Save me, God,
because the waters have reached my neck!
I have sunk into deep mud.
My feet can’t touch the bottom!
I have entered deep water;
the flood has swept me up.
I am tired of crying.
My throat is hoarse.
My eyes are exhausted with waiting for my God.
Just about every person I speak to is tired. This week, they’re tired from picking up sticks and nailing down loose shingles. They’re tired from the extra labor of heating water on the gas stove to get the dishes clean when the water is out. They’re tired of checking daily to hear when the cable and electricity will be back.
It’s not just this week, though! People are tired of keeping track of store and restaurant policies. They are tired of hearing what the latest recommendations are as the recommendations adjust to new information. They’re tired of postponing. They’re tired of turning down invitations to get-togethers. They’re tired of wondering if that sniffle is a common cold or something far more serious. Anxiety and worry, it turns out, are wearying. Terms like “decision fatigue” and “precaution fatigue” are popping up as we look for ways to describe the lingering weariness of these past months.
What’s worse is this: when you or I are tired in body, we can sleep it off. A good night’s sleep, a nap, a break: and we’re refreshed. When we’re overwhelmed by worry, uncertainty, or grief, though, we can’t sleep those problems off. When you’re in over your head, what do you do?
The psalmist who wrote this psalm lamented. They went on:
“My treacherous enemies, those who would destroy me, are countless…I wept while I fasted— even for that I was insulted. When I wore funeral clothes, people made fun of me. Those who sit at the city gate muttered things about me; drunkards made up rude songs….Insults have broken my heart. I’m sick about it. I hoped for sympathy, but there wasn’t any; I hoped for comforters, but couldn’t find any…”
Now, I’d like to point out that lamenting is different from whining or complaining. Lamenting points out things that are wrong, things from which we need saved. It gives space for grief, whether that grief is the loss of a loved one or the loss of Netflix. There are many, many examples of psalms that express lament. The very presence of these laments in our scriptures shows us that God cares about our grief. It is Biblical to take our grief to God and pour out our laments.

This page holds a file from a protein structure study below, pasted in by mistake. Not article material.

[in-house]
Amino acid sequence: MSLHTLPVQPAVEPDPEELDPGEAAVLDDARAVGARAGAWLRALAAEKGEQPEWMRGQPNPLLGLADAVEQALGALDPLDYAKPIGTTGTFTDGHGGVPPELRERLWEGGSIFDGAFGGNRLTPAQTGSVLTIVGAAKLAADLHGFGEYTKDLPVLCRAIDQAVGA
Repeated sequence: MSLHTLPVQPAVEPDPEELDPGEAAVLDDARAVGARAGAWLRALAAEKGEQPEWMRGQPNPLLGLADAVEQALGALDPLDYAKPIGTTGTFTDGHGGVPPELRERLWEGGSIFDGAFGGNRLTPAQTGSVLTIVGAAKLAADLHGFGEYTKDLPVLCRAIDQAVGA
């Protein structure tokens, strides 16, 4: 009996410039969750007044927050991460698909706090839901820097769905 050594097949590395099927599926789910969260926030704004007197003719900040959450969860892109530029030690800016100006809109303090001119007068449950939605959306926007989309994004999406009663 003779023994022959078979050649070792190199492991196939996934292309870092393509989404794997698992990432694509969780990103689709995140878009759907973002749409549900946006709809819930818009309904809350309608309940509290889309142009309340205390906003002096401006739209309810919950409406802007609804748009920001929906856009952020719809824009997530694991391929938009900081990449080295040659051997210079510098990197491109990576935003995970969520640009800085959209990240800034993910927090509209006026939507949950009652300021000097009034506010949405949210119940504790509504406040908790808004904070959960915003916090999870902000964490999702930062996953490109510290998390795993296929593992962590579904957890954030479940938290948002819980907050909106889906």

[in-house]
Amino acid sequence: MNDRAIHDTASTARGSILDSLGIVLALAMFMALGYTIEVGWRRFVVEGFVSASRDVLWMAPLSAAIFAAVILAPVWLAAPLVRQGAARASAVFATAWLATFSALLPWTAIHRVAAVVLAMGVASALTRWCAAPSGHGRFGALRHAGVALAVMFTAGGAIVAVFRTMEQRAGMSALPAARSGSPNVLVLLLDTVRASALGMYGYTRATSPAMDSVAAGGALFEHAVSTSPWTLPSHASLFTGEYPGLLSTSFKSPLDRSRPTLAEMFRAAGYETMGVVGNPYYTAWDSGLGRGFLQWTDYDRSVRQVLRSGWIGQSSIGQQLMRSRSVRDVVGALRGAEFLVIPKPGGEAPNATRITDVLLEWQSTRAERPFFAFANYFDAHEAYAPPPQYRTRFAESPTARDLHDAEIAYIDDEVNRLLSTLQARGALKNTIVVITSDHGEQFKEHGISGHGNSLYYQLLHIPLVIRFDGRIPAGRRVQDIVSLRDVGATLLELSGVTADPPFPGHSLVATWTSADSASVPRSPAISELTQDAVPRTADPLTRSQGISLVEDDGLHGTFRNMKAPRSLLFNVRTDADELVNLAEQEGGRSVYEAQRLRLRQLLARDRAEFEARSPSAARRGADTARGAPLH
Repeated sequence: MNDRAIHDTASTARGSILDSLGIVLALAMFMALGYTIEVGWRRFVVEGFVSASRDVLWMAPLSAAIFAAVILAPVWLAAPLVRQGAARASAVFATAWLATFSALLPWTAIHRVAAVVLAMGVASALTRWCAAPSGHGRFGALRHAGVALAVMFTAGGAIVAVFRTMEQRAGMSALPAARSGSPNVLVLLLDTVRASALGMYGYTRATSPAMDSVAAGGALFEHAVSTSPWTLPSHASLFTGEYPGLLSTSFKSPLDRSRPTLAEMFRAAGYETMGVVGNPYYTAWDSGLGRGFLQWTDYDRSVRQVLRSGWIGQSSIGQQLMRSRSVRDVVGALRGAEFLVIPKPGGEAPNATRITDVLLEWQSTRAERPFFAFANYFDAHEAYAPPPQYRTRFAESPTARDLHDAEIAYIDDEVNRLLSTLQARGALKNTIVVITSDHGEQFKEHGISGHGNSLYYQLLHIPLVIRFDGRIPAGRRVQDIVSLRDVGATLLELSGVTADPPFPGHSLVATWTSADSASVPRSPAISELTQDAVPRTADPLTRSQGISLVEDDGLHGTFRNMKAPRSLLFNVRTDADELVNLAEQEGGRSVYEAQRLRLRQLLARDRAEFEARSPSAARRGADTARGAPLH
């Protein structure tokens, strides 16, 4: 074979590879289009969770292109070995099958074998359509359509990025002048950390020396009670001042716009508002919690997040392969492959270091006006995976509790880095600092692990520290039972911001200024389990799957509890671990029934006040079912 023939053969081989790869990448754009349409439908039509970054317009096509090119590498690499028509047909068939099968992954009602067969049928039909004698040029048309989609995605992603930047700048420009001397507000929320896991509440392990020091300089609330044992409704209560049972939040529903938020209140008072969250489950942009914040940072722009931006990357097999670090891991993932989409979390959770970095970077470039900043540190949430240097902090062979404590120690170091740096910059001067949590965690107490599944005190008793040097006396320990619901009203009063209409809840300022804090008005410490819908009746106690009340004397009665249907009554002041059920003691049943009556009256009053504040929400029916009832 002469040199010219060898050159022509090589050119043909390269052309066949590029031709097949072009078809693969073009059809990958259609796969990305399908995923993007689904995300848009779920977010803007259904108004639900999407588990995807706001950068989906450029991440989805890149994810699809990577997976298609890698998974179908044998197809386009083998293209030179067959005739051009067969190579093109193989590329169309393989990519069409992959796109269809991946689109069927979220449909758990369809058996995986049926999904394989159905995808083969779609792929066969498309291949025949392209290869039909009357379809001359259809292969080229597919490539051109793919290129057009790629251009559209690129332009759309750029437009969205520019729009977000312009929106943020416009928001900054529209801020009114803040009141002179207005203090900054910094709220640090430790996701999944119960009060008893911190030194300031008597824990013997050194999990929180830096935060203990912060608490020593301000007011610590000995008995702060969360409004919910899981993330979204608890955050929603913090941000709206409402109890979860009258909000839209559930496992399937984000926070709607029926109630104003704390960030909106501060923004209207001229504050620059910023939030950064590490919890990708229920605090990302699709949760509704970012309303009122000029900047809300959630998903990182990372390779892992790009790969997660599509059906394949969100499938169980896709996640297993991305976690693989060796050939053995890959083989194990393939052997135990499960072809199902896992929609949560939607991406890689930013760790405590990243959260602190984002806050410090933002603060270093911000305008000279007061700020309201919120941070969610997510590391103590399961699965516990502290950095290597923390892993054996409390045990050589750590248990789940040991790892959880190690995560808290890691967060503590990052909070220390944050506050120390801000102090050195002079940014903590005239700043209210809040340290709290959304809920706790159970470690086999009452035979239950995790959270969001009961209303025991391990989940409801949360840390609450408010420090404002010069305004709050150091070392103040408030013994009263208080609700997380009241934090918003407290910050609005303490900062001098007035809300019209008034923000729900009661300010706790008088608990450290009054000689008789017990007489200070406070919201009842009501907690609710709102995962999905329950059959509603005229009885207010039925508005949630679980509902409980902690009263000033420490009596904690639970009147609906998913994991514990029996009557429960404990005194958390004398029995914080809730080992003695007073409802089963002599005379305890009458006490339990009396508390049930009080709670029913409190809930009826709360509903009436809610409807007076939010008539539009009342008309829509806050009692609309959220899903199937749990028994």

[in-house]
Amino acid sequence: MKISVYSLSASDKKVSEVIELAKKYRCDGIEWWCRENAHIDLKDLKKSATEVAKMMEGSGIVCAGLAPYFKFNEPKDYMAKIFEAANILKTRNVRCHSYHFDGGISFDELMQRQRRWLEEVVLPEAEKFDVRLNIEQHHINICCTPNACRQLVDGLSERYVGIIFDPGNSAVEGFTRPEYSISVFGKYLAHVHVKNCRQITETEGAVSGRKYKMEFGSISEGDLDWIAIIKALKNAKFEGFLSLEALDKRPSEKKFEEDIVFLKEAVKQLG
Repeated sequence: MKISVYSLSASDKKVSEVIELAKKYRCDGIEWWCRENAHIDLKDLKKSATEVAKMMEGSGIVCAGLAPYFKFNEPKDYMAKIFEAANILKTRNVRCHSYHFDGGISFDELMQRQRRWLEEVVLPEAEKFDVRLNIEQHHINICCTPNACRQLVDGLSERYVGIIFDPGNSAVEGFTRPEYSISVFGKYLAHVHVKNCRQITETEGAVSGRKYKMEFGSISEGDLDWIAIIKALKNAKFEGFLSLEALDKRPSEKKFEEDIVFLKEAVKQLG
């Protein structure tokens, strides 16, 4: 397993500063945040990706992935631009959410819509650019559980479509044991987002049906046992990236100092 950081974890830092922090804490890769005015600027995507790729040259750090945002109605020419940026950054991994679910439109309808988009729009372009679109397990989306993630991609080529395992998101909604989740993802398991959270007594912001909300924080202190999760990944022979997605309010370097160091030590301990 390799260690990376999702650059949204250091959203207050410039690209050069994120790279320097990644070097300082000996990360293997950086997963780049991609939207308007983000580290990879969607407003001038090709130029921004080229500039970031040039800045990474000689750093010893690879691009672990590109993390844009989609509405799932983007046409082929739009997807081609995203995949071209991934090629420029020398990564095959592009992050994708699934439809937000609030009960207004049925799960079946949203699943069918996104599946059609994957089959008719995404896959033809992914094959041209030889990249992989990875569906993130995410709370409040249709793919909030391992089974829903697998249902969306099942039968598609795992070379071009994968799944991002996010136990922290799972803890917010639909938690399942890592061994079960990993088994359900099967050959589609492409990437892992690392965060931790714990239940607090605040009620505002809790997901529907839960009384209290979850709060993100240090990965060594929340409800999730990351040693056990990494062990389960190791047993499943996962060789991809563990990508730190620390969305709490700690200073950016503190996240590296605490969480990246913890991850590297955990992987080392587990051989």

You could make your own list of floodwaters, of enemies, of insults that have piled up in your life. In fact, I suggest that you do. Write them down. Tell them to God. Point out all the things, big and small, that are not right. Tell God that you trust and expect God to put things right.
That’s what the psalmist did. When they had lamented, they ended their prayer like this:
I will praise God’s name with song;
I will magnify him with thanks
because that is more pleasing to the Lord than an ox,
more pleasing than a young bull with full horns and hooves.
Let the afflicted see it and be glad!
You who seek God—
let your hearts beat strong again
because the Lord listens to the needy
and doesn’t despise his captives.
Let heaven and earth praise God,
the oceans too, and all that moves within them!
God will most certainly save Zion
and will rebuild Judah’s cities
so that God’s servants can live there and possess it.
The offspring of God’s servants will inherit Zion,
and those who love God’s name will dwell there.
The psalmist has so much to lament. Even with all of their troubles, they praise God for who God is- a God who listens to the needy, who rebuilds destroyed cities, who gives homes to those who love God’s name.
We lament to God precisely because we believe that God both cares about our grief and has the power and love to do something about it. So take your tears, your worries, your enemies, your pain, your failures, and pour them out to the God who listens.
Save me, God, when I am weary and weeping. Save me when I am exhausted and angry. Save me when I face injustice and insult. Give me words to lament my life while praising you. Amen.